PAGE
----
Cornmeal Not yet permitted Add whole cornmeal (including blue) meeting the FDA standard of identity (21 C.F.R. 137.260) and that is in alignment with USDA specifications for cornmeal in school meal programs (USDA-CNP-01-2008) to current options Provides a culturally suitable option; similar in nutritive value to some types of permitted corn tortillas
Corn masa flour Not yet permitted Add corn masa flour. Once available in the marketplace, states are encouraged to offer folic acid-fortified corn masa flour Allowing this flour is in alignment with the allowance of tortillas made with corn masa flour; participants expressed an interest in this addition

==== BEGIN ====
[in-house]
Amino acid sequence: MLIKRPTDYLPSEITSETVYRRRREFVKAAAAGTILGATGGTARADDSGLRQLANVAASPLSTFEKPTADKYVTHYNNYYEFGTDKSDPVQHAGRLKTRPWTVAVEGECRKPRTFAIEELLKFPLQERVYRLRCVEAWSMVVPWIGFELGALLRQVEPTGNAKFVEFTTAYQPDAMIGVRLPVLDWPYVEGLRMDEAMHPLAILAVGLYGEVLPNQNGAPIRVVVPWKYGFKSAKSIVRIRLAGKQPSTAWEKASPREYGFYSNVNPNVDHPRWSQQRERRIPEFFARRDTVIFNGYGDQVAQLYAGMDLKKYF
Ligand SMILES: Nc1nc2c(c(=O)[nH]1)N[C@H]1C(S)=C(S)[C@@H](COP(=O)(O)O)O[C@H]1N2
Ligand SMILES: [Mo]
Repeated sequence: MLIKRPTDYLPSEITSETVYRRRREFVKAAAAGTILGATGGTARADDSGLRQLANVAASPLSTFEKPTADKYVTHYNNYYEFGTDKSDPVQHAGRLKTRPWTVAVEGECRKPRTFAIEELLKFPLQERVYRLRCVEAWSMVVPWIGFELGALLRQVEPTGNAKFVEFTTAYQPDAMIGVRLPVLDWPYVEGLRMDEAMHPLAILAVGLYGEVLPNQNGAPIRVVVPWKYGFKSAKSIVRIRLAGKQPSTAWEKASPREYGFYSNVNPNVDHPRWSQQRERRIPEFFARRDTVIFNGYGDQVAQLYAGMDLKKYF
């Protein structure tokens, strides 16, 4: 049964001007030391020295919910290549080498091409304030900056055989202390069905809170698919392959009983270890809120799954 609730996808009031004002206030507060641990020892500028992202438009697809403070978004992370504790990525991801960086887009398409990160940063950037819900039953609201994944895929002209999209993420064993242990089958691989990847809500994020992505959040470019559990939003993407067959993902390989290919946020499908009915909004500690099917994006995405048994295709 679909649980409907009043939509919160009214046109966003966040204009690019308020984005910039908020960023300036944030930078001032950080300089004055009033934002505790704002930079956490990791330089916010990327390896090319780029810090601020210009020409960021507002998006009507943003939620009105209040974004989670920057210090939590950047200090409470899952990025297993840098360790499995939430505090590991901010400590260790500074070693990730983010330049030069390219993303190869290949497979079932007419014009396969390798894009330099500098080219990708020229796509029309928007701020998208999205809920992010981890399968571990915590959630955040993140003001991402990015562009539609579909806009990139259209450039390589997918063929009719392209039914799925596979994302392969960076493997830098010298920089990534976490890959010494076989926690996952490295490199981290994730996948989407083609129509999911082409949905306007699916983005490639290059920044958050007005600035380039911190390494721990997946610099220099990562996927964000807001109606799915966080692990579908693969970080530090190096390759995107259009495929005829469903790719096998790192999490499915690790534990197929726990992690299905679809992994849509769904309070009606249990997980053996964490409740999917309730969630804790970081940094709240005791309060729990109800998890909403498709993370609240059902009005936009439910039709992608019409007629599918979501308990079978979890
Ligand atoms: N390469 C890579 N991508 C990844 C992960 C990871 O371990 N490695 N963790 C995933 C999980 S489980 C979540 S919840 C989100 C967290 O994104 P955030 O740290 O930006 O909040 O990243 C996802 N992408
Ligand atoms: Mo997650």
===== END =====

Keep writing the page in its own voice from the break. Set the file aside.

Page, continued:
Fish IV, V-A, V-B, VI, VII
Women and children
Canned only:
Light tuna (must conform to FDA standard of identity [21 C.F.R. 161.190]);
Salmon (must conform to FDA standard of identity [21 C.F.R. 161.170]);
Sardines; Mackerel (N. Atlantic Scomber scombrus, or Chub Pacific Scomber japonicas; Jack Mackerel)
No changes to the species specified NA
Suggested Citation:"Appendix P: Food Specification Detail." National Academies of Sciences, Engineering, and Medicine. 2017. Review of WIC Food Packages: Improving Balance and Choice: Final Report. Washington, DC: The National Academies Press. doi: 10.17226/23655.
×
Category/Food Food Package and Affected Participant Group, Considering the Proposed Food Package Revisions Selected Current Specifications Proposed Change to the Specificationsb Rationalec